other improvements next to these residences. Here’s some examples of new residential real property improvements. Be aware new improvements do not include repairs, renovations or interior remodeling. If you are a contractor building a new residential structure under a lump-sum contract, you are the end user of real property services you buy. When building a new residence under a lump-sum contract, you do not owe tax on these purchases of these services and you must give your service provider a properly completed exemption certificate. Note: If the Comptroller’s office determines that these services are taxable, you will be liable for the taxes. If you’re a contractor building a new
residence under a separated contract, you do not owe tax on purchases of real property services. Instead, you must give your service provider a properly completed exemption certificate or other proof showing that the residence is new and include these costs in the labor portion of the contract. Again, if you bill your customer using a separated contract, you must apply for a sales tax permit. You can apply online on our website, visit one of our local field offices or print out and mail in an application, which is available on our website. Thanks for watching our video. You should now understand your tax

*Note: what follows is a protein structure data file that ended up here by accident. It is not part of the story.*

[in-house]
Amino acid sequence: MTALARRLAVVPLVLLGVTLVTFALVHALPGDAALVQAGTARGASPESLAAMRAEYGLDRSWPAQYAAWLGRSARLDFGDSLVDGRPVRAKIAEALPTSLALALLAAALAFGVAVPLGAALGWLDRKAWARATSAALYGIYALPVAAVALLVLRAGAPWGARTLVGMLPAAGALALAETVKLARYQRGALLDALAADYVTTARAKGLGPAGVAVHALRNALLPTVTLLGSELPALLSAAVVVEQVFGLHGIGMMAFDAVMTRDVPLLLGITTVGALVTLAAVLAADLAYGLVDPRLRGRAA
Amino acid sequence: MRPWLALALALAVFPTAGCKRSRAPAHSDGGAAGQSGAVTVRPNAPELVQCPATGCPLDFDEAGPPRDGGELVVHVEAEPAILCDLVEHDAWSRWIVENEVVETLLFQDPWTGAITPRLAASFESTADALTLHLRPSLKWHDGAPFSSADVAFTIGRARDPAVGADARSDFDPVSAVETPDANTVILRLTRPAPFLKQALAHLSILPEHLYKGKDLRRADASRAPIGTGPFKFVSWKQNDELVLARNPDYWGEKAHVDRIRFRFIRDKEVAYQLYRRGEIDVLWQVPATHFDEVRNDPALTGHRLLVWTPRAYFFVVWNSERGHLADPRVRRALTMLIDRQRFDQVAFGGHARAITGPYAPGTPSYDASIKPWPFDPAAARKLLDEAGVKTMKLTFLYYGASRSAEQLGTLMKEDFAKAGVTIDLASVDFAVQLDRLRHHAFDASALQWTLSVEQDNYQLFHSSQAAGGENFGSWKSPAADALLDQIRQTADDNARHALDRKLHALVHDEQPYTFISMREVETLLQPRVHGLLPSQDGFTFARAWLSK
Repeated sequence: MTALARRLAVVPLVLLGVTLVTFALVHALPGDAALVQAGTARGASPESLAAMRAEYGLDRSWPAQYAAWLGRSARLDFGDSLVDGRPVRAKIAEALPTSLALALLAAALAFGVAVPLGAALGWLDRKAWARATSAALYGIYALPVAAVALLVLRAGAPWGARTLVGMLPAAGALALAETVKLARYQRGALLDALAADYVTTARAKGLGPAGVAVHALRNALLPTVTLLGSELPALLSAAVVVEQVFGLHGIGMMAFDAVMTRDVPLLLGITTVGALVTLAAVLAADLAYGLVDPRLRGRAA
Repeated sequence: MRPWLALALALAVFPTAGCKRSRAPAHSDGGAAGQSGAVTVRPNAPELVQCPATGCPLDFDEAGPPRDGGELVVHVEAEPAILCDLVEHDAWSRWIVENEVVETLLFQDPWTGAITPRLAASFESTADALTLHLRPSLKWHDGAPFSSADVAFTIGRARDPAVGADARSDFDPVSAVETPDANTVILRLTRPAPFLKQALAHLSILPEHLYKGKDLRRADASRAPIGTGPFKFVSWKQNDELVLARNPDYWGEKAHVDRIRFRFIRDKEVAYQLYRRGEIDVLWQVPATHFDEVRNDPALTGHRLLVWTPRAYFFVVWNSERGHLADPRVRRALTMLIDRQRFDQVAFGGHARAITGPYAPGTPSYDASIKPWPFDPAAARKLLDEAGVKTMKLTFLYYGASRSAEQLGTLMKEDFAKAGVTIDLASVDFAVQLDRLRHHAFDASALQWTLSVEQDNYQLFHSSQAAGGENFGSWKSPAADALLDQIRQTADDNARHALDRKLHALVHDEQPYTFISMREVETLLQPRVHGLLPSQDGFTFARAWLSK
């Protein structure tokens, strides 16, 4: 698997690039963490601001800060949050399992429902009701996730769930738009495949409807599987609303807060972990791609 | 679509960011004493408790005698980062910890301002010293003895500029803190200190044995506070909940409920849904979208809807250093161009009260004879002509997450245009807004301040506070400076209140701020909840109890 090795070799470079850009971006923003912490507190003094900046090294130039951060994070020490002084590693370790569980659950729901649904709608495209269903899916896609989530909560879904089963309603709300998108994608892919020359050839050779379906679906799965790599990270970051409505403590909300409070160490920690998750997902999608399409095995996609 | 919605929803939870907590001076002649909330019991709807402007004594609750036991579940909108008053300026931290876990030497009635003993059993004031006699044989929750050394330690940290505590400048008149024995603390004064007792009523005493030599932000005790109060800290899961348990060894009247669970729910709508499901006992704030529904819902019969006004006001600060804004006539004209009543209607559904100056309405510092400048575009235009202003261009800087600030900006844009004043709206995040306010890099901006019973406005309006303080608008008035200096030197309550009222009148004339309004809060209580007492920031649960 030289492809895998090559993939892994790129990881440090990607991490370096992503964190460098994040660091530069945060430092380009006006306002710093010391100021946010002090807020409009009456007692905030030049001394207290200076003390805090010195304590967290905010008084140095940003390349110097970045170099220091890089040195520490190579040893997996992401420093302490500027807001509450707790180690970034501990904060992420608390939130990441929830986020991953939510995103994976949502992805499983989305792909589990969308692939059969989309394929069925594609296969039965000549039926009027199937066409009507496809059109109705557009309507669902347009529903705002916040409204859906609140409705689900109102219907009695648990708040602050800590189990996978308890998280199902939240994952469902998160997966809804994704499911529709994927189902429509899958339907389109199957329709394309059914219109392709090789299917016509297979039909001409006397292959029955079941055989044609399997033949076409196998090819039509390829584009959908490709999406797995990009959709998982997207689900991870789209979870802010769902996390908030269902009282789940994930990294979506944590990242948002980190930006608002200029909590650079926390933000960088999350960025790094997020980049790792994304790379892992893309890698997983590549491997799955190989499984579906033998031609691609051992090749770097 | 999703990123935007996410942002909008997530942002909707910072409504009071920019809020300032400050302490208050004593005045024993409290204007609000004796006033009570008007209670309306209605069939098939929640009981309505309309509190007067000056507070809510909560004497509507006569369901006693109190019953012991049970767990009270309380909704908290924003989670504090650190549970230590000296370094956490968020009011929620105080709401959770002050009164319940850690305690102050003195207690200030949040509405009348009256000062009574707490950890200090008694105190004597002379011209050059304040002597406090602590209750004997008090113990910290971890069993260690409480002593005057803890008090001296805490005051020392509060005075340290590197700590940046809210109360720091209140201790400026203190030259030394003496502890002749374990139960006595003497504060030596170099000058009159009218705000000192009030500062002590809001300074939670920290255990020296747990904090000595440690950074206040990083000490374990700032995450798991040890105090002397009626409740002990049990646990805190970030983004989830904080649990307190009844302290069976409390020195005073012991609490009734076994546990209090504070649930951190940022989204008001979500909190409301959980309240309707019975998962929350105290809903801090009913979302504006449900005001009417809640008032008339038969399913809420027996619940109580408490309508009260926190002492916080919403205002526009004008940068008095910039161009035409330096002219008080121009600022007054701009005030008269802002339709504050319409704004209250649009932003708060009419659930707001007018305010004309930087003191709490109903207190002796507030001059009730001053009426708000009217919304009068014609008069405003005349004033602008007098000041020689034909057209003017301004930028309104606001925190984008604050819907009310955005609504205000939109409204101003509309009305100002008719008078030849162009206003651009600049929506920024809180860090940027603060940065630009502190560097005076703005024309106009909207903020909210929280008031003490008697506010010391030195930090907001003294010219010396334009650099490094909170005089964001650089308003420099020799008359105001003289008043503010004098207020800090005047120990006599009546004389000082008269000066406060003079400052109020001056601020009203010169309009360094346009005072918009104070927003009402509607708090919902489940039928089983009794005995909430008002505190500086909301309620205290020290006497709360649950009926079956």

responsibilities when performing your new construction work. If you need to, you can watch this video again to review the information presented For more information about contractors and Texas sales and use tax, you may review our tax publications for contractors on our website or feel free to contact us here.